Now I have more questions. When I look at an enlarged photo of the connections between the plates it really looks like bolt heads. But that's a LOT of bolts. Isn't it more likely they were riveted? I need to take a picture of the underside of the connections which are in shadow in the pictures I have.

Thanks to some help from Vanilla, I have discovered that this is a Martin Steel Silo. We found pictures of them from Pennsylvania; Menominee, Michigan; Wisconsin; and Vermont. I'll have to do some more sleuthing.

It's a long way from home. I won't be going there any time soon, but maybe I'll have another chance. It actually wasn't too far from the Stone Silo.

See Concrete Stave Silos
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Thursday, October 23, 2014

Buried Child

 
Tonight was opening night for the local production of Sam Shepherd's, Pulitzer-Prize-Winning, play, Buried Child. This is not a play for the faint of heart or mind. It's a postmodern tragedy about the death of the American Dream that outdoes Shakespeare in some ways. If you are at all interested I suggest you read about it on Wikipedia because I'm not going to give you the plot line here. This is a drama that will tear your heart out and leave it there on the floor, while all the while you realize that it's all too true. It's disturbing on many levels.

There are only seven characters, all related except two.

Dodge is the family patriarch who is dying and avoids responsibility for anything by denying the problems.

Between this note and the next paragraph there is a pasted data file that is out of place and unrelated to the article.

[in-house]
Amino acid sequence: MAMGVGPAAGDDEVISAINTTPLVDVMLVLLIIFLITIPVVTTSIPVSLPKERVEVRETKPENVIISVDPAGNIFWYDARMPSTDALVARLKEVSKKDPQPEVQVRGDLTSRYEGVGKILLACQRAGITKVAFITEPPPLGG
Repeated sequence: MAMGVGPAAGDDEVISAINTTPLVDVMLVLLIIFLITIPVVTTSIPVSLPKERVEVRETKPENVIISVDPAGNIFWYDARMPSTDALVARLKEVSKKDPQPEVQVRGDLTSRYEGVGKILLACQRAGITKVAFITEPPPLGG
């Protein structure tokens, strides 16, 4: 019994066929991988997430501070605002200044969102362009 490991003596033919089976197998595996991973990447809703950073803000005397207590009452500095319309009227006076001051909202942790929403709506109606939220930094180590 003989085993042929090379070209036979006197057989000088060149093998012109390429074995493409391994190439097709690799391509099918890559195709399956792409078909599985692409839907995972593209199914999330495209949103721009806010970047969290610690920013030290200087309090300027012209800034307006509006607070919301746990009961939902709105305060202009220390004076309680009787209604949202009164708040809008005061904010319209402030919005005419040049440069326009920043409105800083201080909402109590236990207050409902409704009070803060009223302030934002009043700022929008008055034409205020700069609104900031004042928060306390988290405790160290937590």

Buried Child

The oldest son is Tilden. He has come home after time in New Mexico, and is now damaged goods.

Buried Child

Dodge's wife, Hallie, bullies everyone, but clearly is somewhat lost in her own reality as well. She mostly talks about their son Ansel, who was killed. She has turned him into a hero in her memory.

Buried Child

While Dodge and Tilden are home alone, Tilden's son, Vince, and his girlfriend, stop by unexpectedly. Vince hasn't been there for six years and no one seems to remember him. Vince doesn't understand why no one recognizes him. Here, he tries to convince his father who he is.

Buried Child

Meanwhile, the other brother, Bradley (who only has one leg as a result of a chain saw accident) has come to the house and assaults Vince's girlfriend, Shelly.

Buried Child

Hallie and Father Dewis are involved in more ways than just creating a memorial for Ansel. This is no secret, and yet the family has a huge secret they don't want to talk about.

Buried Child

Vince goes to the store to buy whiskey but doesn't return until the next day. He is drunk and not making any more sense than the rest of the family.

Buried Child

As I said, I'm not going to tell you the story line. I'd rather just let you have a sense of the drama from the pictures.

The set for this production was absolutely fantastic. I love sets that create different spaces for action that let the audience see more than one "stage" without a set change.